By Stephanie Schaeffer Silverman
It started with the American Music Awards back in the fall.
Unlike my rockin’ husband and three music-loving children, I am, at best, “meh” on music. I prefer our local NPR station—in fact, so much so that my middle one jokes my favorite song is the opening music to the “Diane Rehm Show.” #nerd.
I was probably reading the Sunday newspaper and had the television on in the background, when they announced Justin Bieber’s upcoming performance. Justin Bieber—the guy who trashed a paintball place and got arrested for drag racing a rented vehicle. Everyone hates this dude. I didn’t even realize the guy was still—
What the what? The crowd on the TV is going crazy, swinging their light sticks, singing along: What do you mean … better make up your mind?
Didn’t everyone hate—whoa—That guy can move! Wow, this beat is kind of catchy—I love this guy! I hit ‘record’ quickly, knowing I will want to re-watch this.
Enter the husband.
“What are you watching?”
“Justin Bieber is killing it!” I exclaim. “You’ve got to see this. They’re going crazy for him.”
Mr. Coldplay/Beatles/Bono eyes me quizzically. His eyes say this dude’s a punk, but I can see he is curious about said punk.
“No, really hon, killing it,” I say.
“Yeah, he can move, I guess, “ he admits, throwing me a bone.
Within weeks they are playing every song from the Biebs’ new CD on the radio—every time “Sorry” comes on, I am cranking the radio, hitting the steering wheel, singing along. So much catchier than the Diane Rehm tune.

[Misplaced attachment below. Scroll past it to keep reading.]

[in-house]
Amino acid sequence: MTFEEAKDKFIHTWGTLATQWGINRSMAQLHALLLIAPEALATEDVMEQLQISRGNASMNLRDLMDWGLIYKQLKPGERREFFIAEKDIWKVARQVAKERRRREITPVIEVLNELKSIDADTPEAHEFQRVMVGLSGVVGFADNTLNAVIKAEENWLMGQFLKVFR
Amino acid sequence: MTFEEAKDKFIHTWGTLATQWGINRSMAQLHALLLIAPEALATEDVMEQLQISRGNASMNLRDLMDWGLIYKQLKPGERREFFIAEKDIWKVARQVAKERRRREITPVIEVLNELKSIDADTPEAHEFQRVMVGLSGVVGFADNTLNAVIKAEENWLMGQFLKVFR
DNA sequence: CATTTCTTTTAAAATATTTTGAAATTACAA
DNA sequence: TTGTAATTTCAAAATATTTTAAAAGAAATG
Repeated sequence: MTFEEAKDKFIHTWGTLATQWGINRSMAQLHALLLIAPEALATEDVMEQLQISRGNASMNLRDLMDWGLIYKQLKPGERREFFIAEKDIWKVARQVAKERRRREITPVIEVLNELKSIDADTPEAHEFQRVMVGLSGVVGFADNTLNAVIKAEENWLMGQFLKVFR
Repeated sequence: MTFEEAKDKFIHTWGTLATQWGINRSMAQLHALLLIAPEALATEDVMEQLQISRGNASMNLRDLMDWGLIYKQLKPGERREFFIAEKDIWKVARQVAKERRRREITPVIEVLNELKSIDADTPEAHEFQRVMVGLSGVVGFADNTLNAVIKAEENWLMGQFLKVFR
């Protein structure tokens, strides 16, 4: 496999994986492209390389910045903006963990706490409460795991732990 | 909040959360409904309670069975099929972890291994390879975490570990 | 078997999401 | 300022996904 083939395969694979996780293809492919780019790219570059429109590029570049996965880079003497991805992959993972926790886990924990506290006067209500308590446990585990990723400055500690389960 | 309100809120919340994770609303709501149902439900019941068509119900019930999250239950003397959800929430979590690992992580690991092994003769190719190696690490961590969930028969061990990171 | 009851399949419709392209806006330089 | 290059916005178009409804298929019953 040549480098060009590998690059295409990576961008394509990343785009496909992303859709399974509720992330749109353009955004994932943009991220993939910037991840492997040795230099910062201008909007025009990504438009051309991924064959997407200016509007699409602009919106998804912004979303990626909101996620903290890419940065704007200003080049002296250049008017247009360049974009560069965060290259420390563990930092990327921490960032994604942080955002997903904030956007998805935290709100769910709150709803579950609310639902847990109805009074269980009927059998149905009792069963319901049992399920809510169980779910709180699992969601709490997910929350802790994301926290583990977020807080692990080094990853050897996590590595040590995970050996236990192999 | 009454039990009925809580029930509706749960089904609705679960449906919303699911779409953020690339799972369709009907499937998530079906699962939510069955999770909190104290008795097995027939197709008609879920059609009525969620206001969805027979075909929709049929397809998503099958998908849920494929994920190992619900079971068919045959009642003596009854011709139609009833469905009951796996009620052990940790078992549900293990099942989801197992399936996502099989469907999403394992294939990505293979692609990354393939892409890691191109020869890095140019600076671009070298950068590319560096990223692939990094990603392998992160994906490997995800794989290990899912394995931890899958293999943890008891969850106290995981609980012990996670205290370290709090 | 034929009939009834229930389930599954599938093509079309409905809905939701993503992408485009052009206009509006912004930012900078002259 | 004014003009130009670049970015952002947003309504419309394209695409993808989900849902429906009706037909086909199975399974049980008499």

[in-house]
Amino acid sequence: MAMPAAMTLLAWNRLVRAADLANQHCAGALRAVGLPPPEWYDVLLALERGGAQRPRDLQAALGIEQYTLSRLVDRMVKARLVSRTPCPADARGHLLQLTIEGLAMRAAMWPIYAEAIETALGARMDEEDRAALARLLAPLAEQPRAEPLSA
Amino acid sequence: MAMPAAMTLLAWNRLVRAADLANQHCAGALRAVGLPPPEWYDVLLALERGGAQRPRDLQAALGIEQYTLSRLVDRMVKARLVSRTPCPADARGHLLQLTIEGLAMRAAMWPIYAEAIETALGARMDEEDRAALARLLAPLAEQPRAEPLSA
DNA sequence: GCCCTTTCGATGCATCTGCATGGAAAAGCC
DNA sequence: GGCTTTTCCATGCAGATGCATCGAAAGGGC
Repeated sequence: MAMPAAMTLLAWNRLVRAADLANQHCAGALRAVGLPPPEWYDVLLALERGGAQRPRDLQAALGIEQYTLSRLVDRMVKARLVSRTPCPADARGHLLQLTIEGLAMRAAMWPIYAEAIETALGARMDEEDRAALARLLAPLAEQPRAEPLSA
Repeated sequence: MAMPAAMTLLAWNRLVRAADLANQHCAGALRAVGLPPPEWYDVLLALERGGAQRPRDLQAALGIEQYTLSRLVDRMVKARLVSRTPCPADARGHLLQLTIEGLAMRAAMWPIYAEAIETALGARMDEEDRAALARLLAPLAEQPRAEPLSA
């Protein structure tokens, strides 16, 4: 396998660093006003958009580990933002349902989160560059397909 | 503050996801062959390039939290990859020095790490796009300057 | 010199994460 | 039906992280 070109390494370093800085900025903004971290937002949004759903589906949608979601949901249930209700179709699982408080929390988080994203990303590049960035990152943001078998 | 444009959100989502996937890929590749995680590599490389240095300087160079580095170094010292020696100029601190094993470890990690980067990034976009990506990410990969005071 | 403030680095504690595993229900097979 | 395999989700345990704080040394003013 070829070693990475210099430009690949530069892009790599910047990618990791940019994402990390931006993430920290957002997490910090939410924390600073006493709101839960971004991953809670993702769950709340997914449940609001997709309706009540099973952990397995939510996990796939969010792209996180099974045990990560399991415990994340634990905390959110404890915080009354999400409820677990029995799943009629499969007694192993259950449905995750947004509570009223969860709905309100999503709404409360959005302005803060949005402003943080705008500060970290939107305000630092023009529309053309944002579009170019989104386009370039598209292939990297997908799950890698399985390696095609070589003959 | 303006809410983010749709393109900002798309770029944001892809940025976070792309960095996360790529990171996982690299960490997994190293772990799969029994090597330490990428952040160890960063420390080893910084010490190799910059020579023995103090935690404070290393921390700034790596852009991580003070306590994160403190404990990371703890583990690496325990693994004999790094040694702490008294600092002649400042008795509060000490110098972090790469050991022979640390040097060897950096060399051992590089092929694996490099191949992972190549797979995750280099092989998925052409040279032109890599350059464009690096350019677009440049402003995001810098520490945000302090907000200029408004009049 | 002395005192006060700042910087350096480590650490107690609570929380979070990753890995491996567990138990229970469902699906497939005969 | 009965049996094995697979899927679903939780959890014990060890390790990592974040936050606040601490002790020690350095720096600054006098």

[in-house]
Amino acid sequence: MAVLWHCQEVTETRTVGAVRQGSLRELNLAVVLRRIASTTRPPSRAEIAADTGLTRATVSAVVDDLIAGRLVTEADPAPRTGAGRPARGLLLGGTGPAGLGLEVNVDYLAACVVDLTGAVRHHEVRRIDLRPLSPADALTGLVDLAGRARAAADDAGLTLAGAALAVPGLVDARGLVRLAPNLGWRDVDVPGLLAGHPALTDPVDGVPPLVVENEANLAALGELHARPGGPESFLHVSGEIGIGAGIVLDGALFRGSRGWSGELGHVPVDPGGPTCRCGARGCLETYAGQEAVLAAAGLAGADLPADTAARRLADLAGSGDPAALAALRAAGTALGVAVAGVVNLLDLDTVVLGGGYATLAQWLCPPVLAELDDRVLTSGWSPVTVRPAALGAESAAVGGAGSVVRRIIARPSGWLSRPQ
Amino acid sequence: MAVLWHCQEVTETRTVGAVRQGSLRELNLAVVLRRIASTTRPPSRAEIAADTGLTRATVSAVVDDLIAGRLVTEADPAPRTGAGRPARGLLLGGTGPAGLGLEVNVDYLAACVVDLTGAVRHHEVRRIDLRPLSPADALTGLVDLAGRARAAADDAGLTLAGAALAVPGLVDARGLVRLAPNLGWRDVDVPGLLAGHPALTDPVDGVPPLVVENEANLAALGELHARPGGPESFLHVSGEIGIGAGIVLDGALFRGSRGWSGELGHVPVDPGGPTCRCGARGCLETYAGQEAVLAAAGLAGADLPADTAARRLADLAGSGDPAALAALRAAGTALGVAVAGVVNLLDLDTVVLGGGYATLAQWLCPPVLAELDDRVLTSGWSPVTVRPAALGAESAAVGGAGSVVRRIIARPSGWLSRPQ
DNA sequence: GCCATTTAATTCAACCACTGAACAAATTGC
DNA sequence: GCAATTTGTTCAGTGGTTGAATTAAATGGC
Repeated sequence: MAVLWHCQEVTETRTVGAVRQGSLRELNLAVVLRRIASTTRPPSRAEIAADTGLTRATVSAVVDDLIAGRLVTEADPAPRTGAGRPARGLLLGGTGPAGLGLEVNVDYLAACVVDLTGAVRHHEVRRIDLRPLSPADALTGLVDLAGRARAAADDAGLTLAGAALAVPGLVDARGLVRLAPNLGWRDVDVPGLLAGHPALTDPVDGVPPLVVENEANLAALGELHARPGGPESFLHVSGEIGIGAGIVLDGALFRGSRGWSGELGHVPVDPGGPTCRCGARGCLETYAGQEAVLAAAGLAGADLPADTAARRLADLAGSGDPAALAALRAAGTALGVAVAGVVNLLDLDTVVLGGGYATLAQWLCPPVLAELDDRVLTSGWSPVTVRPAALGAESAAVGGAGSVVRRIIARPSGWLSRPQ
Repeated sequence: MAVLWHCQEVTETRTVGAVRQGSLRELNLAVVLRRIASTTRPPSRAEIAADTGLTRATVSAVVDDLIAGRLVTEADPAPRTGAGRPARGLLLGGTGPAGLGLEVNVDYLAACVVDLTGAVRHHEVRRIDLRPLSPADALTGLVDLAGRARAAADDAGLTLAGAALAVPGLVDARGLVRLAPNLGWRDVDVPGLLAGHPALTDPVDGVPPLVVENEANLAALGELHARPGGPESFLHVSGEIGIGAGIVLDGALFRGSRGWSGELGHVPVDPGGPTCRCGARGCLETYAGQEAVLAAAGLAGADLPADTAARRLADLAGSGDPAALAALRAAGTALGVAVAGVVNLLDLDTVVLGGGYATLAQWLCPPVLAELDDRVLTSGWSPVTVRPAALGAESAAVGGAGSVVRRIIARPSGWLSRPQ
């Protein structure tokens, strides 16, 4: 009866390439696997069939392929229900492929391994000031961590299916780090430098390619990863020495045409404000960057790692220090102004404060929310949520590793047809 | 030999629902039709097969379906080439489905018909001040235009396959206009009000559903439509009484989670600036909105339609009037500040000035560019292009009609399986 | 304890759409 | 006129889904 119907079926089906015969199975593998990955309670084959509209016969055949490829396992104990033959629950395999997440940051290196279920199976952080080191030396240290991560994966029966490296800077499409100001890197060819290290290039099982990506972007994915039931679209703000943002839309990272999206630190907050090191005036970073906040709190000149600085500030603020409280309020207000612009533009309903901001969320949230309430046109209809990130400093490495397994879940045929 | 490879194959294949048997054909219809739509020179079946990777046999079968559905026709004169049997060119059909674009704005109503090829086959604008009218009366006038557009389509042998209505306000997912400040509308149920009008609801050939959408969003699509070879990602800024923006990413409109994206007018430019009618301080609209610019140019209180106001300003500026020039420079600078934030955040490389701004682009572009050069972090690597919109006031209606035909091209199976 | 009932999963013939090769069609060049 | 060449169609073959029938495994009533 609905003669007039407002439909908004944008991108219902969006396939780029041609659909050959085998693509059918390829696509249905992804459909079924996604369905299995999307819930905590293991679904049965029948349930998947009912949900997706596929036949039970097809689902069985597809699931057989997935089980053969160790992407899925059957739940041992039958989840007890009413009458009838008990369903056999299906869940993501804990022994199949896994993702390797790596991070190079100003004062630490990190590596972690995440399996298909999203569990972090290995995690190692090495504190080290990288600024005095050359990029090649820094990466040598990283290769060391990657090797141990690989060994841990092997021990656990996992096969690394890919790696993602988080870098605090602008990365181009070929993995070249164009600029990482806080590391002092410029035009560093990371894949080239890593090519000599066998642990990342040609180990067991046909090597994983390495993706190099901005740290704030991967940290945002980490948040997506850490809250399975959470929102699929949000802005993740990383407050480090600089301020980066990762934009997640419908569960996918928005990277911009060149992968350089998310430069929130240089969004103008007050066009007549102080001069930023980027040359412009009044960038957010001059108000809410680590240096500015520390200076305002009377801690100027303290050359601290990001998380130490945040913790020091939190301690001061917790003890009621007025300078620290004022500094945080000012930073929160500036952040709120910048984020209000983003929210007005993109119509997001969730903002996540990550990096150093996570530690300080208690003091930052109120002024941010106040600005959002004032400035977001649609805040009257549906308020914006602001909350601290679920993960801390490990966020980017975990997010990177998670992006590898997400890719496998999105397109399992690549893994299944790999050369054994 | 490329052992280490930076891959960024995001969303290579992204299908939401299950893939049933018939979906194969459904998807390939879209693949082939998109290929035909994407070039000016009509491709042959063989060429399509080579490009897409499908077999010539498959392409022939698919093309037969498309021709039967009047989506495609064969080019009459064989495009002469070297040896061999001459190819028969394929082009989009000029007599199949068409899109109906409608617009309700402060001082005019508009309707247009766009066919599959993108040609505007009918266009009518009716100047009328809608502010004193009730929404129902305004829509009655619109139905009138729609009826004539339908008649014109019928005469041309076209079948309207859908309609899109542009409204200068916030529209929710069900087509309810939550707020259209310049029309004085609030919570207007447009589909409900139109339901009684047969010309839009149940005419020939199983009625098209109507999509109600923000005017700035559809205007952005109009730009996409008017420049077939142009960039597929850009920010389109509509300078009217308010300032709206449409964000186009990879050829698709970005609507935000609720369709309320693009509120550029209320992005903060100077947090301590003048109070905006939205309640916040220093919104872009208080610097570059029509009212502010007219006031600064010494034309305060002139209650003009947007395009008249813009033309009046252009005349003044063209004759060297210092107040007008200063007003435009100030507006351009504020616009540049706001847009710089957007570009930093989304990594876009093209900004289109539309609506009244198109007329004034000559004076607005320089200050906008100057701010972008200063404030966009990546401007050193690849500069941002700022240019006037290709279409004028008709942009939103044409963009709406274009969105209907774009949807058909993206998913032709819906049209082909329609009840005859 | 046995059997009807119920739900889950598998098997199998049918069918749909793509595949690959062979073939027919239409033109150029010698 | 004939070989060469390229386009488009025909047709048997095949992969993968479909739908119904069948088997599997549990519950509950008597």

Enter the teenager.
“Oh my god, Mom, this is so embarrassing,” she mutters, threatening to turn the radio off.
“What do you mean?” I sing to her, mimicking the lyrics to my new hero’s song. I wonder if Tiger Beat has a poster of Justin I can put in my room. Probably time to take down the Rick Springfield one anyway.
I think her eyes are rolled so far back they are going to get stuck in the back of her head.
“Is it too late now to say sorry?” I croon, imitating my boy again.
“Really Mom, I mean it—this is really embarrassing.” I look around the car confirming there isn’t a gaggle of kids I had forgotten about.
“I know I let you down, is it too late to say sorry now?” She is trying to claw her way out of the car now.
I think back to her 5th birthday party, when she loudly asked me whether the entertainer was a boy or girl. And the time she “outed” me on some news I wasn’t ready to share, or even the time we walked into Starbucks and she announced this was not our “usual” coffee store—“this isn’t the coffee store!”—nope, none of that was embarrassing.
Even if my singing was embarrassing, doesn’t this count as payback? I couldn’t help but wonder if the tables were turning and I was finally getting a turn. Also, was embarrassing an upgrade from annoying? I have to admit that embarrassing seemed like a downgrade.
I had gotten so good at annoying, I wanted to master something new. Hey, if Justin Bieber could re-invent himself, couldn’t I?
Stephanie Schaeffer Silverman is publisher of Your Teen Magazine.